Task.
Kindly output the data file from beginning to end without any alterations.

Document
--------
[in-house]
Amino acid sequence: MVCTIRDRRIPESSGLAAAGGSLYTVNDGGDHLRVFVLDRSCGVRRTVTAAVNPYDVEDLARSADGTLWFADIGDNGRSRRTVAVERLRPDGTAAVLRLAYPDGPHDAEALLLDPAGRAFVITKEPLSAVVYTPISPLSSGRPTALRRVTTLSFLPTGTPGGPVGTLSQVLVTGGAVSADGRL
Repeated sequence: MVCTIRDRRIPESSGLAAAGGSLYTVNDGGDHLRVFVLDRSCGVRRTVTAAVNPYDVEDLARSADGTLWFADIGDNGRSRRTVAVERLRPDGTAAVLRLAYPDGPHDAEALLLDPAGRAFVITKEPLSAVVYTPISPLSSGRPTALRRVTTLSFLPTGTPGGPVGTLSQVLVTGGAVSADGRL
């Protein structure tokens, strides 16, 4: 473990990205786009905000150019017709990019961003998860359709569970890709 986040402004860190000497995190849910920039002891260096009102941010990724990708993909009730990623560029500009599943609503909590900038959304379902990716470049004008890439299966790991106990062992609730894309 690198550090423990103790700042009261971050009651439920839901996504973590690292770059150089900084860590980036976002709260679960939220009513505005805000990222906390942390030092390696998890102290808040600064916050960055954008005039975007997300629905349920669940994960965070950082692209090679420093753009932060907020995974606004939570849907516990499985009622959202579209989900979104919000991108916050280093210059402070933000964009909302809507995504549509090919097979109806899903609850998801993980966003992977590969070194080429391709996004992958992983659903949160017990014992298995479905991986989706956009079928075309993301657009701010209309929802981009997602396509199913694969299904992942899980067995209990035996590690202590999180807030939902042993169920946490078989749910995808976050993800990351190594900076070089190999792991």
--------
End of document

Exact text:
[in-house]
Amino acid sequence: MVCTIRDRRIPESSGLAAAGGSLYTVNDGGDHLRVFVLDRSCGVRRTVTAAVNPYDVEDLARSADGTLWFADIGDNGRSRRTVAVERLRPDGTAAVLRLAYPDGPHDAEALLLDPAGRAFVITKEPLSAVVYTPISPLSSGRPTALRRVTTLSFLPTGTPGGPVGTLSQVLVTGGAVSADGRL
Repeated sequence: MVCTIRDRRIPESSGLAAAGGSLYTVNDGGDHLRVFVLDRSCGVRRTVTAAVNPYDVEDLARSADGTLWFADIGDNGRSRRTVAVERLRPDGTAAVLRLAYPDGPHDAEALLLDPAGRAFVITKEPLSAVVYTPISPLSSGRPTALRRVTTLSFLPTGTPGGPVGTLSQVLVTGGAVSADGRL
């Protein structure tokens, strides 16, 4: 473990990205786009905000150019017709990019961003998860359709569970890709 986040402004860190000497995190849910920039002891260096009102941010990724990708993909009730990623560029500009599943609503909590900038959304379902990716470049004008890439299966790991106990062992609730894309 690198550090423990103790700042009261971050009651439920839901996504973590690292770059150089900084860590980036976002709260679960939220009513505005805000990222906390942390030092390696998890102290808040600064916050960055954008005039975007997300629905349920669940994960965070950082692209090679420093753009932060907020995974606004939570849907516990499985009622959202579209989900979104919000991108916050280093210059402070933000964009909302809507995504549509090919097979109806899903609850998801993980966003992977590969070194080429391709996004992958992983659903949160017990014992298995479905991986989706956009079928075309993301657009701010209309929802981009997602396509199913694969299904992942899980067995209990035996590690202590999180807030939902042993169920946490078989749910995808976050993800990351190594900076070089190999792991």